Arabian Tahr

Scientific Name: (Arabitragus jayakari)


Kingdom: Animalia

Phylum: Chordata

Class: Mammalia

Order: Cetartiodactyla

Family: Bovidae

Genus: Arabitragus



The Arabian Tahr is the smallest of the Tahr species. Both sexes have horns pointing backwards. The males are usually larger in size around 40 kg and have longer horns. The females are smaller and weigh between 17-20 kg. Their coats are long and shaggy. They have reddish-brown hair with a dark stripe going down the back. The Arabian Tahr has developed rubbery hooves that provide grip and traction on the steep rocky slopes and cliffs of its mountainous habitat. They also have well defined facial markings. Females are similar to males in appearance but have shorter hair and the dorsal crest and facial markings are not as clearly defined.



The Arabian Tahr is either solitary or in small groups. Males have territorial behavior that involves scratching of the soil with their hooves and marking it with dung or urine, ‘horning’ vegetation, and rubbing glandular secretions from the chest onto rocks as a form of scent-marking. Males are never seen together. Males sometimes have to travel long distances to find females to mate with since they don't travel in big herds or packs. They don't travel in big seasonal herds but as small dispersed family units. Births occur throughout the year and gestation periods last between 140 and 145 days. The Arabian Tahr feeds on leaves, fruits, and seeds of a range trees, shrubs, and grasses. They are highly dependent on a regular supply of water especially during the summer.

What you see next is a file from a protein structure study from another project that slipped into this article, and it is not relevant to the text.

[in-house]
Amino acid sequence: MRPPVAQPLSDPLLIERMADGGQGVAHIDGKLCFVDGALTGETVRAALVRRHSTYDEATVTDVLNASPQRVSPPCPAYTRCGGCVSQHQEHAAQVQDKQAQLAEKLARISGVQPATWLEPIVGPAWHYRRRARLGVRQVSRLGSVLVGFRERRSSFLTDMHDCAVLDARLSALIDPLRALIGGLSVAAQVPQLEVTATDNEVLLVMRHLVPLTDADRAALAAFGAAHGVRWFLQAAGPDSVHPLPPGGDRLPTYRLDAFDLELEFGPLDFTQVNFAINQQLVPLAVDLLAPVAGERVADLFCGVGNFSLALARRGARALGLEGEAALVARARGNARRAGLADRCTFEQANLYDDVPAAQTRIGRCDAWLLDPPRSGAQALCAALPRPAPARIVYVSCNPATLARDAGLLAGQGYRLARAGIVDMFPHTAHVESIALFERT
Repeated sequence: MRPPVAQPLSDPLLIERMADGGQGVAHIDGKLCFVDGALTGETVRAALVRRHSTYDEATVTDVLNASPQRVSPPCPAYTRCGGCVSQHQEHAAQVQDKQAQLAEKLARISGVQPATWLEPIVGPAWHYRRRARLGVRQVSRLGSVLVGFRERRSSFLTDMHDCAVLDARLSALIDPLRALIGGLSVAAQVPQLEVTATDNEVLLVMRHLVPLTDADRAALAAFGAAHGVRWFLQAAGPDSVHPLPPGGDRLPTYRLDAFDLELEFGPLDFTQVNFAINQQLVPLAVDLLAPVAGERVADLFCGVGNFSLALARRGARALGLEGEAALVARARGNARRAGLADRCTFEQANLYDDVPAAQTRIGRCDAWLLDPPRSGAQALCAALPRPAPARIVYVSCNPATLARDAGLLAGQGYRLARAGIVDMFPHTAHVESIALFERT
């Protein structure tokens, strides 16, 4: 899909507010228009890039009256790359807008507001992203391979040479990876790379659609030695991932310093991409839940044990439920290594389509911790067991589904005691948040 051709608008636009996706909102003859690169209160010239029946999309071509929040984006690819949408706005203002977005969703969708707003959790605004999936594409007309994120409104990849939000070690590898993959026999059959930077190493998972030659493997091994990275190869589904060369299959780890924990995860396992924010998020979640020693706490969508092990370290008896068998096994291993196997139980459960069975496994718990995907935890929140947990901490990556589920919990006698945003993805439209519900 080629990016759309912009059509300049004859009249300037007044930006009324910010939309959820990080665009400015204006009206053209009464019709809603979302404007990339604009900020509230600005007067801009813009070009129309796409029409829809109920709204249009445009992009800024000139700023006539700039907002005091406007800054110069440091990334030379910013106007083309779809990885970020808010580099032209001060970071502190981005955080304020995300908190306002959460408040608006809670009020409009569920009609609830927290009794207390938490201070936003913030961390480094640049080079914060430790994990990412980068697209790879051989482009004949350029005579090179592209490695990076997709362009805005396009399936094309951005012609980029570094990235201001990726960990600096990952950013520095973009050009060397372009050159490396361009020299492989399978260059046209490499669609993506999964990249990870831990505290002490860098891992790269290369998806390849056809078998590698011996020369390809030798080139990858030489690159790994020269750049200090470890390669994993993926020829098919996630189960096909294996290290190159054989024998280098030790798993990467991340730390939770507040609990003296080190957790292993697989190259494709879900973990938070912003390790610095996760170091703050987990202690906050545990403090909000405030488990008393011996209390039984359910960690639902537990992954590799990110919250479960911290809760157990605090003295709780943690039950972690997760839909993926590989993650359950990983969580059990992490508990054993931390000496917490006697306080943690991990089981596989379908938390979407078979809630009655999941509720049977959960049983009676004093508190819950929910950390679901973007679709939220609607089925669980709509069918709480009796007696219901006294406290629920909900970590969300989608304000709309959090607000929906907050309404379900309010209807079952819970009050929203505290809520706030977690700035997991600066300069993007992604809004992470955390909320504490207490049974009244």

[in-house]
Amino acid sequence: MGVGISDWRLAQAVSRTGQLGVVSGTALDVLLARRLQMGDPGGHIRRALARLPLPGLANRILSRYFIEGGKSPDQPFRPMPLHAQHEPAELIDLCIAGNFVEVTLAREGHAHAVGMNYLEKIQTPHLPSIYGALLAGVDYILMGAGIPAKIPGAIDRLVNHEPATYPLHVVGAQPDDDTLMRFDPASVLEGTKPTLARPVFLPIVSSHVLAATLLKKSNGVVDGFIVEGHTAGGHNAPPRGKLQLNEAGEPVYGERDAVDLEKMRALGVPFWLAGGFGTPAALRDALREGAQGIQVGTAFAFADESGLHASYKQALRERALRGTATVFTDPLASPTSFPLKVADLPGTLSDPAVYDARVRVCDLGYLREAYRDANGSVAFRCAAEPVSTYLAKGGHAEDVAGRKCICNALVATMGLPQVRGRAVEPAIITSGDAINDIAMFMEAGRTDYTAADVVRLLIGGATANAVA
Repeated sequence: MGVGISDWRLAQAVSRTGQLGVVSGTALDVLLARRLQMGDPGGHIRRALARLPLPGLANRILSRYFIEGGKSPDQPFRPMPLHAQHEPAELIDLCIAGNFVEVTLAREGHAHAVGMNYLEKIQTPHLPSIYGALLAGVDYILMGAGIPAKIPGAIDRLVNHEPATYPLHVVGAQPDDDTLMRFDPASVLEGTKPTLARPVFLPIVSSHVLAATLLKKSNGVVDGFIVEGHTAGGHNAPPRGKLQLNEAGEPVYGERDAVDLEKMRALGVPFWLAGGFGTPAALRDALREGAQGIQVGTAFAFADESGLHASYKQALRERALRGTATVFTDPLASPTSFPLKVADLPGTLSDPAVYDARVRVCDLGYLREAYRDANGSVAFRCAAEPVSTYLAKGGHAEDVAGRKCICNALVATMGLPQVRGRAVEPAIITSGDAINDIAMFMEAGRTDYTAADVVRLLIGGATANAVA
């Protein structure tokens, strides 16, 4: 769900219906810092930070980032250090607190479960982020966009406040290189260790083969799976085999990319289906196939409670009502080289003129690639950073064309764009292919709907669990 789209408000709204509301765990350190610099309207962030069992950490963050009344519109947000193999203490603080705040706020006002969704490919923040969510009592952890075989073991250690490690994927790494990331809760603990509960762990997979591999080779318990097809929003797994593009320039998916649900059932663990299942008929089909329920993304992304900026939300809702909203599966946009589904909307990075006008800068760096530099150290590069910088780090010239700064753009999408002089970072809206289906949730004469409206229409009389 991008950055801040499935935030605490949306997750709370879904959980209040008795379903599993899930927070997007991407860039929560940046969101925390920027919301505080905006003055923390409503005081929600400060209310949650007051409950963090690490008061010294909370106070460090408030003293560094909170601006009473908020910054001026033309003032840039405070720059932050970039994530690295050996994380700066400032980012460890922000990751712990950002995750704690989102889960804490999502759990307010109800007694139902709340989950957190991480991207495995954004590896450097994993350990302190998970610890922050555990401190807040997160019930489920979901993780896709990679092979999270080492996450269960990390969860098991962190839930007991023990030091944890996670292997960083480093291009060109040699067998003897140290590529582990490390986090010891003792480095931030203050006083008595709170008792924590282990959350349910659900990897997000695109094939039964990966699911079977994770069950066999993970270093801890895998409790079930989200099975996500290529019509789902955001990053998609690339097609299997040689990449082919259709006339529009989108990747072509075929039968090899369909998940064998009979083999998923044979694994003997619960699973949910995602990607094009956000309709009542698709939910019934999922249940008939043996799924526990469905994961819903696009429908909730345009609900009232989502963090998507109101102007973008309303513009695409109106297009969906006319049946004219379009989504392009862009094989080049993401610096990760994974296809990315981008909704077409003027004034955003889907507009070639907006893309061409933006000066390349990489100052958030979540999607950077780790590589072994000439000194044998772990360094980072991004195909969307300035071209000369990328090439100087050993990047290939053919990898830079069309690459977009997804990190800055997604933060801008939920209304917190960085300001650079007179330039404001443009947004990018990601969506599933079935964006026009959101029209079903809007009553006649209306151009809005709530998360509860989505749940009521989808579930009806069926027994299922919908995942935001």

Habitat Range:

The entire Arabian Tahr population is located in the Hajar Mountains of the United Arab Emirates (UAE) and the Sultanate of Oman. The current known population range is 8,863 square kilometers. The Arabian Tahr is typically found at high elevations between 1,000 and 1,800 meters. They are also on steep, north facing slopes where rainfall is pretty high and there is a diverse range of vegetation. It is thought that there is less than 5,000 animals left.

Population Range Map Link:


The Arabian Tahr is extremely endangered because of grazing competition from livestock, illegal hunting, and habitat loss through human development. Domestic livestock are eating too much of the vegetation around the habitat range so it is making it harder for the Arabian Tahr population to find enough food. Also people come into the protected zones and kill them for food, which is against the law. The biggest threat though is habitat loss. More urban development in Oman has lead to the Tahr losing more of its' natural habitat. The Tahr is also suffering from parts of their species being geographically isolated. Diseases being brought in by others animals is also contributing to their decline in population.



In 1973 efforts were initiated to protect the Arabian Tahr. In 1975 wide protection was granted for the Arabian Tahr over a wide range of the eastern Hajar Mountains of Oman. In 2009, Wadi Wurayah Fujairah, home of the Arabian Tahr and other endangered species, was officially declared as the United Arab Emirates’ first protected mountain area. There are now a three places involved in captive breeding of this species, one in Oman, and two in the United Arab Emirates. Another important step in the conservation effort is to help educate and inform people about the Arabian Tahr so that they don't go extinct.

Video Links:


Works Cited:
"Arabian Tahr (Arabitragus Jayakari)." Arabian Tahr Videos, Photos and Facts. Arkive, n.d. Web. 11 Apr. 2014. <>.

"Arabian Tahr." BCEAW: Arabian Tahr. Breeding Centre for Endangered Arabian Wildlife, n.d. Web. 11 Apr. 2014. <>.

"Arabitragus Jayakari." (Arabian Tahr). IUCN Red List of Threatened Species, n.d. Web. 11 Apr. 2014. <>.

Emmitt, Alexander. "Animal Diversity Web." Animal Diversity Web. Animal Diversity Web, n.d. Web. 11 Apr. 2014. <>.

"WWF - Arabian Tahr Gets Royal Protection." WWF. WWF Global, 28 Apr. 2009. Web. 13 Apr. 2014. <>.

Jeremy Garling